"Many of the men and women who didn't choose to be single harboured huge regrets. One said: 'I'm so envious of my peers, because they have grandchildren, they get help from adult children and grandchildren, and here I am in a nursing home and I really regret not having married.' However, some of them had actually met somebody in their later years - the kind of people dating services would write off as hopeless cases."

The dividing line was socio-economic status. The women who chose not get married tended to have higher education, earning potential and a career. They could cultivate a wide range of interests and had a good group of friends. They might have come under pressure to marry and been stigmatised for not doing so, but they had managed to ward off all of that and, for them, the advantages of being single outweighed any potential disadvantages.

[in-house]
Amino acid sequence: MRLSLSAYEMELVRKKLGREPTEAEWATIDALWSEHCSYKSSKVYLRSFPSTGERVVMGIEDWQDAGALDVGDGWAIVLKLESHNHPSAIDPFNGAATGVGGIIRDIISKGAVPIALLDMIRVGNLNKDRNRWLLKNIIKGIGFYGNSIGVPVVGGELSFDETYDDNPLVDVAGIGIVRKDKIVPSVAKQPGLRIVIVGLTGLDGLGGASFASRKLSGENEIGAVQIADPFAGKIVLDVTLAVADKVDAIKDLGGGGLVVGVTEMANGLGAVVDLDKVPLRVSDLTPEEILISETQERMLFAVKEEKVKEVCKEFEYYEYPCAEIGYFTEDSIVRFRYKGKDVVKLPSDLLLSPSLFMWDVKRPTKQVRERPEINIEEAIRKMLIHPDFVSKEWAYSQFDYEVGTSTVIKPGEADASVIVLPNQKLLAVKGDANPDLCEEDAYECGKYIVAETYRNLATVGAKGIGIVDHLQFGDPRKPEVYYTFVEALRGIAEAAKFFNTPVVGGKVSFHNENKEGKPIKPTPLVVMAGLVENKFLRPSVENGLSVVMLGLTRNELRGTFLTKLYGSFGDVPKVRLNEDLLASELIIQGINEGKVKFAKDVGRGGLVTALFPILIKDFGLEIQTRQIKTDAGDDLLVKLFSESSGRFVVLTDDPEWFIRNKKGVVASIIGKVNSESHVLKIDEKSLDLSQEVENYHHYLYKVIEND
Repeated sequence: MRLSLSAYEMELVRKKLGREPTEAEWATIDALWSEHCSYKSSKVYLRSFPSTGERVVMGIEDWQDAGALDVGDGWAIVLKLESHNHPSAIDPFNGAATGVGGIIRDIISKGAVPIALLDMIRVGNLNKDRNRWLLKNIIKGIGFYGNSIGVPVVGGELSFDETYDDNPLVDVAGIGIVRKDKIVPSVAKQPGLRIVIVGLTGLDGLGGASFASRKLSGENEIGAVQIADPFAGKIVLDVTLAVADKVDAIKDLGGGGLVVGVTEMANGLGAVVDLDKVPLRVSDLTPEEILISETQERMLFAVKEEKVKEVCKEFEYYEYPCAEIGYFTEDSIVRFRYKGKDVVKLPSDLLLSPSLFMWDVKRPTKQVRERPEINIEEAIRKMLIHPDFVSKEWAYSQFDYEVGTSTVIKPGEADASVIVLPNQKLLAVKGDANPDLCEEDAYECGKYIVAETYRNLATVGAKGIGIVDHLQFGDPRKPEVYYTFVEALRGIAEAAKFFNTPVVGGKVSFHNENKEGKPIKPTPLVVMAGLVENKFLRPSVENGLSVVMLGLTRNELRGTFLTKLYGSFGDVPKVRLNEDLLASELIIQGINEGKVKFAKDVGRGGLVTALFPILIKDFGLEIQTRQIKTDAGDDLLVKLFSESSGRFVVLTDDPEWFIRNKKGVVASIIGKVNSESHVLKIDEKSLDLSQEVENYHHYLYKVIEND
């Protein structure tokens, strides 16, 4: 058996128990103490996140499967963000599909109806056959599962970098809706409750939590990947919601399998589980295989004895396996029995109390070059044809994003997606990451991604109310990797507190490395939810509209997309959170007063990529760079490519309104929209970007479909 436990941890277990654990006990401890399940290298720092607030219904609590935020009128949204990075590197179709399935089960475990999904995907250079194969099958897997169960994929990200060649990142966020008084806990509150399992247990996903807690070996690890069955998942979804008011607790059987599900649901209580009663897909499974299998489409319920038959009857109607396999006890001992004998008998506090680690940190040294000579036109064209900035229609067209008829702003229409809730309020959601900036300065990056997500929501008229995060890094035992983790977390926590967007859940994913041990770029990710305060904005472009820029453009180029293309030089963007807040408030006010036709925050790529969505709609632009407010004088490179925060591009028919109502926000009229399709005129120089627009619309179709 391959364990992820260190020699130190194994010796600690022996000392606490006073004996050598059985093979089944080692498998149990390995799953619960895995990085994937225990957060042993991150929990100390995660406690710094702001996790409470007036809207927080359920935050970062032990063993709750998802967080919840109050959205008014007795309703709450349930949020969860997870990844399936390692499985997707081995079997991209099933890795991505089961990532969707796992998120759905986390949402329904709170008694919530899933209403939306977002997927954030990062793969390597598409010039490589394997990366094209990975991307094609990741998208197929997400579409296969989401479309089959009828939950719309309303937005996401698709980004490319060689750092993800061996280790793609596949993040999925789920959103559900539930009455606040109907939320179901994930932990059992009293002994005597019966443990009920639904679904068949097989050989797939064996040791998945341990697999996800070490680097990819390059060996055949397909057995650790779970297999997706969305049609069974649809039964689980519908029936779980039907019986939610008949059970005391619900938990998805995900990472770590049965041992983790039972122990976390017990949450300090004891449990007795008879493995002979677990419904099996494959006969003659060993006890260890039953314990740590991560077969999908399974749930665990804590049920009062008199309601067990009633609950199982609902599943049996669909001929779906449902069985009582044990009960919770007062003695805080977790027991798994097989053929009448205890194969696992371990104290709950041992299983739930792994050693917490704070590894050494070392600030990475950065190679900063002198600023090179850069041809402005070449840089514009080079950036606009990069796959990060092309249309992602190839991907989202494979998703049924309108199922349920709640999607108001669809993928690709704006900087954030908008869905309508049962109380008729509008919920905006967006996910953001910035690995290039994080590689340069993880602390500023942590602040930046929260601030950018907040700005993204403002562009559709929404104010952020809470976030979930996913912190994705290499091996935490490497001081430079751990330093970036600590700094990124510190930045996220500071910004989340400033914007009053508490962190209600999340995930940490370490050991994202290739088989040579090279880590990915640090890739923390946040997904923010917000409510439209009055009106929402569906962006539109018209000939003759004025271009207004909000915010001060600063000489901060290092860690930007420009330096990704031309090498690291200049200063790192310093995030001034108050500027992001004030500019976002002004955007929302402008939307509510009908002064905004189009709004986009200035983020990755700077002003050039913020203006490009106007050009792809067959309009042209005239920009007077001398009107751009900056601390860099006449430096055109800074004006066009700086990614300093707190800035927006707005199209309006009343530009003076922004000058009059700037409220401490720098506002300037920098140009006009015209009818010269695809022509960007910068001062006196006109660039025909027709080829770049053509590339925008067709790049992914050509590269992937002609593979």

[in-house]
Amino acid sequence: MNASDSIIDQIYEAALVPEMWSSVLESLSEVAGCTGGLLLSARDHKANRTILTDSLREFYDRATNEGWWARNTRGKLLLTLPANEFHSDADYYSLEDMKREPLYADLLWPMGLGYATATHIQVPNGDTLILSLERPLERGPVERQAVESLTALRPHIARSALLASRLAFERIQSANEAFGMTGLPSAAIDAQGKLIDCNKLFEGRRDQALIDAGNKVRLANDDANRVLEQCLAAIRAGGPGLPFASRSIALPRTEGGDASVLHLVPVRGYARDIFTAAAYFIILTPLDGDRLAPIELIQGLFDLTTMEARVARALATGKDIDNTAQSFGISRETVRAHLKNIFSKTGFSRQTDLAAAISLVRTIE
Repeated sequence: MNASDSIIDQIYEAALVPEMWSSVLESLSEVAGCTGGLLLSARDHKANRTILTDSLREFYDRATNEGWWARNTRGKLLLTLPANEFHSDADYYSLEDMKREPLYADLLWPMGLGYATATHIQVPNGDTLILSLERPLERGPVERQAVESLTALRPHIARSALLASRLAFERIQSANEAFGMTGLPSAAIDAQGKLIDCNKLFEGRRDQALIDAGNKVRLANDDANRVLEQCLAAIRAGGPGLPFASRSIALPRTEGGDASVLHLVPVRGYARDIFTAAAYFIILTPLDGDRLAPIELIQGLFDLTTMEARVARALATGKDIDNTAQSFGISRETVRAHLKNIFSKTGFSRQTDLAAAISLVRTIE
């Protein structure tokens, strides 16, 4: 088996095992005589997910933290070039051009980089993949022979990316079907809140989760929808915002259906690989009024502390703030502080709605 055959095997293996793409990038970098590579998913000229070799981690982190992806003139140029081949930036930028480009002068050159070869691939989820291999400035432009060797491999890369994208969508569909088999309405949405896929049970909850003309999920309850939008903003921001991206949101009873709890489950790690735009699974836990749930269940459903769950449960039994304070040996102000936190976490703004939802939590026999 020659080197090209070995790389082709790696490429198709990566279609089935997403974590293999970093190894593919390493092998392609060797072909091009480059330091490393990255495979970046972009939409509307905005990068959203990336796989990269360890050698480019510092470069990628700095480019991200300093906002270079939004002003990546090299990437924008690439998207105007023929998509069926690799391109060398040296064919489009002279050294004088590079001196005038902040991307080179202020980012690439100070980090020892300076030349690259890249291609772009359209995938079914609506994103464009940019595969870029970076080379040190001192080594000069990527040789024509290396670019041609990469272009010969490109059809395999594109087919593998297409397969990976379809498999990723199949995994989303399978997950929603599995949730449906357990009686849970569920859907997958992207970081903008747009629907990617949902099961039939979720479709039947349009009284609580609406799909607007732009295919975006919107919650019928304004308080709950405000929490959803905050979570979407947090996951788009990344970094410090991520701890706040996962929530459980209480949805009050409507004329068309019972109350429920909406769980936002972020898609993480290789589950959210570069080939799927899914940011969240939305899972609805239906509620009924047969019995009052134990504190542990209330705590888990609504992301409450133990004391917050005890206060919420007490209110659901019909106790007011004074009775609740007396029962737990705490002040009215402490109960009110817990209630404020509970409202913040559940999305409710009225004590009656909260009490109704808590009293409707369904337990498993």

"One of the those women said: 'I cannot see any advantage in being married.' She said 'having to be there at 5.30pm with dinner on the table - that was marriage and it would have affected my ability to do my own thing'.

"This was in stark contrast to the second group. They felt they had no choice in this matter in their younger years. Their occupational status was so low they couldn't afford marriage, because when they were younger, marriage equalled heaps of children, and they were not a strong prospect for women. The same sort of pressures exist nowadays on people's marriageability."

Irish Independent